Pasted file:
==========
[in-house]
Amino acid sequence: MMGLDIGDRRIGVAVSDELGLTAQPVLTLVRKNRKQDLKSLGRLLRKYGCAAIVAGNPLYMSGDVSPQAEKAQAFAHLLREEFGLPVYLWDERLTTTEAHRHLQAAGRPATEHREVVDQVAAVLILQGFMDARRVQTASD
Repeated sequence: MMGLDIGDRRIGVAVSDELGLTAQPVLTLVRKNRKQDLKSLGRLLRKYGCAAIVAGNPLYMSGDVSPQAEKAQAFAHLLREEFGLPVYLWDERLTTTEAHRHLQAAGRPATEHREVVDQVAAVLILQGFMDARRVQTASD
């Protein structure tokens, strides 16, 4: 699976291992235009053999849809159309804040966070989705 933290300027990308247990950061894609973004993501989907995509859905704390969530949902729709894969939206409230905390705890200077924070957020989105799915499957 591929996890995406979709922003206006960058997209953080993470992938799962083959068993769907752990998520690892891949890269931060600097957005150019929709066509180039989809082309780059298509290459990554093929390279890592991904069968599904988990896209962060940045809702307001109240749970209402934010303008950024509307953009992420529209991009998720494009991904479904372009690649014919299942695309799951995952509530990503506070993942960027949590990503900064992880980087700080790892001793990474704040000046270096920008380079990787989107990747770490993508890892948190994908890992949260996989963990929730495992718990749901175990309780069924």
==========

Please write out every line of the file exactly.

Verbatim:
[in-house]
Amino acid sequence: MMGLDIGDRRIGVAVSDELGLTAQPVLTLVRKNRKQDLKSLGRLLRKYGCAAIVAGNPLYMSGDVSPQAEKAQAFAHLLREEFGLPVYLWDERLTTTEAHRHLQAAGRPATEHREVVDQVAAVLILQGFMDARRVQTASD
Repeated sequence: MMGLDIGDRRIGVAVSDELGLTAQPVLTLVRKNRKQDLKSLGRLLRKYGCAAIVAGNPLYMSGDVSPQAEKAQAFAHLLREEFGLPVYLWDERLTTTEAHRHLQAAGRPATEHREVVDQVAAVLILQGFMDARRVQTASD
């Protein structure tokens, strides 16, 4: 699976291992235009053999849809159309804040966070989705 933290300027990308247990950061894609973004993501989907995509859905704390969530949902729709894969939206409230905390705890200077924070957020989105799915499957 591929996890995406979709922003206006960058997209953080993470992938799962083959068993769907752990998520690892891949890269931060600097957005150019929709066509180039989809082309780059298509290459990554093929390279890592991904069968599904988990896209962060940045809702307001109240749970209402934010303008950024509307953009992420529209991009998720494009991904479904372009690649014919299942695309799951995952509530990503506070993942960027949590990503900064992880980087700080790892001793990474704040000046270096920008380079990787989107990747770490993508890892948190994908890992949260996989963990929730495992718990749901175990309780069924």